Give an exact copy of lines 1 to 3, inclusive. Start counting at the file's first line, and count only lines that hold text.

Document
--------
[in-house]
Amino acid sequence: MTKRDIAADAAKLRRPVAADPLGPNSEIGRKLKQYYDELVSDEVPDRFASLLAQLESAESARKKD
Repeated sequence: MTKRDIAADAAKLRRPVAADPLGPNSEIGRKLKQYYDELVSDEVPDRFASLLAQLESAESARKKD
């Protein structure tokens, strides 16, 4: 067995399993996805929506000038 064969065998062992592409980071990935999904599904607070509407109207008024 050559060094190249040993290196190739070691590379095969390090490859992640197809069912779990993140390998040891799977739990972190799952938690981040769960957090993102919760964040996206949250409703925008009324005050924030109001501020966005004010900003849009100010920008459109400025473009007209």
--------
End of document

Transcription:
[in-house]
Amino acid sequence: MTKRDIAADAAKLRRPVAADPLGPNSEIGRKLKQYYDELVSDEVPDRFASLLAQLESAESARKKD
Repeated sequence: MTKRDIAADAAKLRRPVAADPLGPNSEIGRKLKQYYDELVSDEVPDRFASLLAQLESAESARKKD